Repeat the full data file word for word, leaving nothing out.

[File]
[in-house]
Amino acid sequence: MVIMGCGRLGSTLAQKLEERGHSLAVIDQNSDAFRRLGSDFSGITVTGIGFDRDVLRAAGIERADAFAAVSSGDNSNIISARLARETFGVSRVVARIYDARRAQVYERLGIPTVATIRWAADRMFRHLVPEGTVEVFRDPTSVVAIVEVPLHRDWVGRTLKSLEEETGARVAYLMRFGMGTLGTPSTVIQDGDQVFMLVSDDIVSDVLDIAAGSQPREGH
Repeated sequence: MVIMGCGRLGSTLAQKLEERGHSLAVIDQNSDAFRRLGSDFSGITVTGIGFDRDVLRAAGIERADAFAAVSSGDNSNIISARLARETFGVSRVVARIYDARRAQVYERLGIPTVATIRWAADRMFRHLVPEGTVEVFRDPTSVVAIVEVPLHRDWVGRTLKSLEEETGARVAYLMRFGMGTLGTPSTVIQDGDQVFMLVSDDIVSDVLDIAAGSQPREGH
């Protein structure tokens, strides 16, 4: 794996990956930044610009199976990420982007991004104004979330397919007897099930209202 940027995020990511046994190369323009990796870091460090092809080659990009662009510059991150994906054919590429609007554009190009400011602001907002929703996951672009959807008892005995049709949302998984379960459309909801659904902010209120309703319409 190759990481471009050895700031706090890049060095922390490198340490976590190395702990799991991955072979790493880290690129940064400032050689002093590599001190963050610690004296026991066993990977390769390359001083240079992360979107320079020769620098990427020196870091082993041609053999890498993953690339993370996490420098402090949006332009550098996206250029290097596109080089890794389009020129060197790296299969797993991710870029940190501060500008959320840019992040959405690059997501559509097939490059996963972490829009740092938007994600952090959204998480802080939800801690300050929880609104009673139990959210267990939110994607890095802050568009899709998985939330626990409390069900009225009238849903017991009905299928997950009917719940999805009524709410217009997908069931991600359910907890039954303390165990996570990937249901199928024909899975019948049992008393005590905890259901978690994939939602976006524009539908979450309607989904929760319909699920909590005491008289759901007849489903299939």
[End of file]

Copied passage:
[in-house]
Amino acid sequence: MVIMGCGRLGSTLAQKLEERGHSLAVIDQNSDAFRRLGSDFSGITVTGIGFDRDVLRAAGIERADAFAAVSSGDNSNIISARLARETFGVSRVVARIYDARRAQVYERLGIPTVATIRWAADRMFRHLVPEGTVEVFRDPTSVVAIVEVPLHRDWVGRTLKSLEEETGARVAYLMRFGMGTLGTPSTVIQDGDQVFMLVSDDIVSDVLDIAAGSQPREGH
Repeated sequence: MVIMGCGRLGSTLAQKLEERGHSLAVIDQNSDAFRRLGSDFSGITVTGIGFDRDVLRAAGIERADAFAAVSSGDNSNIISARLARETFGVSRVVARIYDARRAQVYERLGIPTVATIRWAADRMFRHLVPEGTVEVFRDPTSVVAIVEVPLHRDWVGRTLKSLEEETGARVAYLMRFGMGTLGTPSTVIQDGDQVFMLVSDDIVSDVLDIAAGSQPREGH
């Protein structure tokens, strides 16, 4: 794996990956930044610009199976990420982007991004104004979330397919007897099930209202 940027995020990511046994190369323009990796870091460090092809080659990009662009510059991150994906054919590429609007554009190009400011602001907002929703996951672009959807008892005995049709949302998984379960459309909801659904902010209120309703319409 190759990481471009050895700031706090890049060095922390490198340490976590190395702990799991991955072979790493880290690129940064400032050689002093590599001190963050610690004296026991066993990977390769390359001083240079992360979107320079020769620098990427020196870091082993041609053999890498993953690339993370996490420098402090949006332009550098996206250029290097596109080089890794389009020129060197790296299969797993991710870029940190501060500008959320840019992040959405690059997501559509097939490059996963972490829009740092938007994600952090959204998480802080939800801690300050929880609104009673139990959210267990939110994607890095802050568009899709998985939330626990409390069900009225009238849903017991009905299928997950009917719940999805009524709410217009997908069931991600359910907890039954303390165990996570990937249901199928024909899975019948049992008393005590905890259901978690994939939602976006524009539908979450309607989904929760319909699920909590005491008289759901007849489903299939």